What concert photography can teach us about benefits communication
By MIKE SOSIN
As a concert photographer, it’s my job to capture the energy and emotion of a band’s live performance.
I once had the opportunity to photograph a prominent band in its triumphant and highly-anticipated return to our state.
After the dust had settled from an exciting evening, I sat down to review the more than 500 pictures I had taken. As I was sorting out the winners from the duds, I thought I had found the perfect shot.
Envision this: The lead singer stretches over the edge of the stage towards an adoring crowd. He’s perfectly in-focus, the words almost visible in his mouth, and his outstretched hand thrusting the microphone into the frenzied space is completely cut out of the frame.
I’ll spare you the technical details of photography, but in shooting music I try to focus on three important elements – composition, angle and camera settings.
My picture with the missing hand was fine in terms of camera settings and angle, but because the composition was off, the whole image was a bust.
So how does this apply to benefits communication (compensation and benefits discussion)?
Just like that nearly perfect shot ruined by the rock star’s missing hand, I’ve learned that a single element of an otherwise perfectly crafted benefits communication campaign can cause a company’s message to completely miss its mark.
You might not realise it at first, but rock concert photography and benefits communication have a lot in common. It’s true!
Of course, benefits communication is far more glamorous, but the two disciplines work best when the elements of composition, angle and settings come together to form a cohesive and engaging result.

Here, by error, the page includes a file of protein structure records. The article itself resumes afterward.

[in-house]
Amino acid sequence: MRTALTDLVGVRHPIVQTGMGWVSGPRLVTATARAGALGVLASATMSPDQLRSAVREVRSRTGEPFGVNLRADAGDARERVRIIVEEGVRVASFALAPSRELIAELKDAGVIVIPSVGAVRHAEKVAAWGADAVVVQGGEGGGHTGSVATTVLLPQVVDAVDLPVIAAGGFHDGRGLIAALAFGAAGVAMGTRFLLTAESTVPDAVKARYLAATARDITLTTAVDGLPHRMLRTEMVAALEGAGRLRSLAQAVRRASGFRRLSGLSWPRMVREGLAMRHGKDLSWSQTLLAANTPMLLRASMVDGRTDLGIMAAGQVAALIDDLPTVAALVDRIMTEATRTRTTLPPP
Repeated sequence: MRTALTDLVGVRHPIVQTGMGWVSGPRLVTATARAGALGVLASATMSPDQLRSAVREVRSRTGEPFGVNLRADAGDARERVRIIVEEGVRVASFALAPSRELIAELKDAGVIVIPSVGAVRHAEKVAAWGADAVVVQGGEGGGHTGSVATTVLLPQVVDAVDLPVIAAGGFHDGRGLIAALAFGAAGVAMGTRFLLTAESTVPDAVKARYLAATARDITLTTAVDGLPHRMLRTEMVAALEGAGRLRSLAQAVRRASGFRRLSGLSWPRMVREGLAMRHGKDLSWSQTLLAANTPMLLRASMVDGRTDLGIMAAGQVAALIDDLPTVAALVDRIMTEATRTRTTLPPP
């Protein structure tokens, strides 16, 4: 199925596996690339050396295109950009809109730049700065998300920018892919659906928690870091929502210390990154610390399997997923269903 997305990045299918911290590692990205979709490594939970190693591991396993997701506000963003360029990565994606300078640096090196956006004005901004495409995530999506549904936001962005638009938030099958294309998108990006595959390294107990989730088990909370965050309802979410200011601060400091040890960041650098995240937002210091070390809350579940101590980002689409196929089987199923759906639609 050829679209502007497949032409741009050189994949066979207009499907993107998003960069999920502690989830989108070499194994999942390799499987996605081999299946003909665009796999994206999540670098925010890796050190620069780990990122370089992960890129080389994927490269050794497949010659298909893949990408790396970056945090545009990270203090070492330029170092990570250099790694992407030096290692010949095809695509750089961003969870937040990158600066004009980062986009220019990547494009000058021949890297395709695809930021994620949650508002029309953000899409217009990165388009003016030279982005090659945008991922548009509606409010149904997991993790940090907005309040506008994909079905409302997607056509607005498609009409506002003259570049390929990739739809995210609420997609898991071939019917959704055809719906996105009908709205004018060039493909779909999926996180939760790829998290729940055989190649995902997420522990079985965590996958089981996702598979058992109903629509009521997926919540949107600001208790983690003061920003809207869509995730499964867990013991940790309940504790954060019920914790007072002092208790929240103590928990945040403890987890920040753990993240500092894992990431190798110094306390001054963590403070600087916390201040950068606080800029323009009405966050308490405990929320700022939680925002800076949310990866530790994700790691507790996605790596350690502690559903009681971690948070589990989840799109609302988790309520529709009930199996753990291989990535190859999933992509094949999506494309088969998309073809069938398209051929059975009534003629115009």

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Pictures are all about what you capture in the frame. In certain situations, you want a tight shot of someone’s face, while other times a wide-angle that pulls all the action in from the stage is the only way to go.
In benefits communication, composition amounts to how much information an employer is putting out there at a given time.
Too much information can induce a chart-and-graph coma, but too little can send employees on wild goose chases as they frantically try to track down the information they feel they need.
Knowing how to deliver content in a manner that is digestible yet useful is vital.
There’s more than one way to capture an epic guitar solo. Different angles speak differently to people, and not everyone will feel the same emotion when looking at an image.
The one-size-fits-all approach is bad for both photography and benefits communication. The angle of your benefits communication should hit an employee right in the gut, just like a breathtaking photograph that gets a viewer right where it counts.
If you want to ensure your benefits communication will truly have an impact, craft your content to appeal to what matters to employees as individuals.
3. Camera settings
No element is more important in taking a photo than the camera’s settings. Shutter speed, ISO (international standards organisation) and aperture dictate what information is recorded by the camera’s sensor.
This is the language of the camera, and without this information a photograph is simply not possible. The language used in benefits communication is no different.
A camera that’s not properly set will still record an image, just like benefits communication that uses the same old boring, jargon-filled language will still present benefits information. You can do better.
Get ready to rock
The goal of concert photography is to capture the energy and emotion of a live performance.
In benefits communication, the goal is to deliver the information that helps employees understand and appreciate their benefits options.
By carefully considering the elements of your benefits communication, you can deliver the kind of content that portrays your company’s benefits as the genuine rock stars they are.
Mike Sosin was a former employee benefits and HR technologist who helped organisations empower employees through the use of innovative tools and techniques. Mike is currently a publicist for a record label. For feedback, email us at firstname.lastname@example.org
Reposted with permission on Leaderonomics.com.